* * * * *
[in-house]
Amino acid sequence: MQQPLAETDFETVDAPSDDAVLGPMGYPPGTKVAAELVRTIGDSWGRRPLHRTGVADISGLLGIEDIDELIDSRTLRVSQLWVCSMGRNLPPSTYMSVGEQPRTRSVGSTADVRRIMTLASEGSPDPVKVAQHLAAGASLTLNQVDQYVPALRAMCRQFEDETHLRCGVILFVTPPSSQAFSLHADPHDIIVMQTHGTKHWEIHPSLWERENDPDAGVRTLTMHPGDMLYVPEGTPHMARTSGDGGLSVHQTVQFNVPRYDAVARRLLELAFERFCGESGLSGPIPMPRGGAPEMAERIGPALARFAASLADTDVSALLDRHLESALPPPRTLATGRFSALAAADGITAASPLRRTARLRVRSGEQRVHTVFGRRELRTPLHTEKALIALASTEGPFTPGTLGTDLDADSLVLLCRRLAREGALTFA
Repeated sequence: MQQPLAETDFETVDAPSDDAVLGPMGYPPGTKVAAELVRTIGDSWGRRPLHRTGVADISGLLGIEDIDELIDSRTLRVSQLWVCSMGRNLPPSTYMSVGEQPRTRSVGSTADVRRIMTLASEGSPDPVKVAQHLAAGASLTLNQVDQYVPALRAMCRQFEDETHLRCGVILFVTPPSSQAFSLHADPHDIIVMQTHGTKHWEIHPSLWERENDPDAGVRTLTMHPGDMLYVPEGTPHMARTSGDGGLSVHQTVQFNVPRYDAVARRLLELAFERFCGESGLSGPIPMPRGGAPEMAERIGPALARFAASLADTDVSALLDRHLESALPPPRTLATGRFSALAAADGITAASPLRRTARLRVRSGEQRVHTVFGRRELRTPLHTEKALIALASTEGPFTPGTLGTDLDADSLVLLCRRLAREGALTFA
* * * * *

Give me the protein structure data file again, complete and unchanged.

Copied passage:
[in-house]
Amino acid sequence: MQQPLAETDFETVDAPSDDAVLGPMGYPPGTKVAAELVRTIGDSWGRRPLHRTGVADISGLLGIEDIDELIDSRTLRVSQLWVCSMGRNLPPSTYMSVGEQPRTRSVGSTADVRRIMTLASEGSPDPVKVAQHLAAGASLTLNQVDQYVPALRAMCRQFEDETHLRCGVILFVTPPSSQAFSLHADPHDIIVMQTHGTKHWEIHPSLWERENDPDAGVRTLTMHPGDMLYVPEGTPHMARTSGDGGLSVHQTVQFNVPRYDAVARRLLELAFERFCGESGLSGPIPMPRGGAPEMAERIGPALARFAASLADTDVSALLDRHLESALPPPRTLATGRFSALAAADGITAASPLRRTARLRVRSGEQRVHTVFGRRELRTPLHTEKALIALASTEGPFTPGTLGTDLDADSLVLLCRRLAREGALTFA
Repeated sequence: MQQPLAETDFETVDAPSDDAVLGPMGYPPGTKVAAELVRTIGDSWGRRPLHRTGVADISGLLGIEDIDELIDSRTLRVSQLWVCSMGRNLPPSTYMSVGEQPRTRSVGSTADVRRIMTLASEGSPDPVKVAQHLAAGASLTLNQVDQYVPALRAMCRQFEDETHLRCGVILFVTPPSSQAFSLHADPHDIIVMQTHGTKHWEIHPSLWERENDPDAGVRTLTMHPGDMLYVPEGTPHMARTSGDGGLSVHQTVQFNVPRYDAVARRLLELAFERFCGESGLSGPIPMPRGGAPEMAERIGPALARFAASLADTDVSALLDRHLESALPPPRTLATGRFSALAAADGITAASPLRRTARLRVRSGEQRVHTVFGRRELRTPLHTEKALIALASTEGPFTPGTLGTDLDADSLVLLCRRLAREGALTFA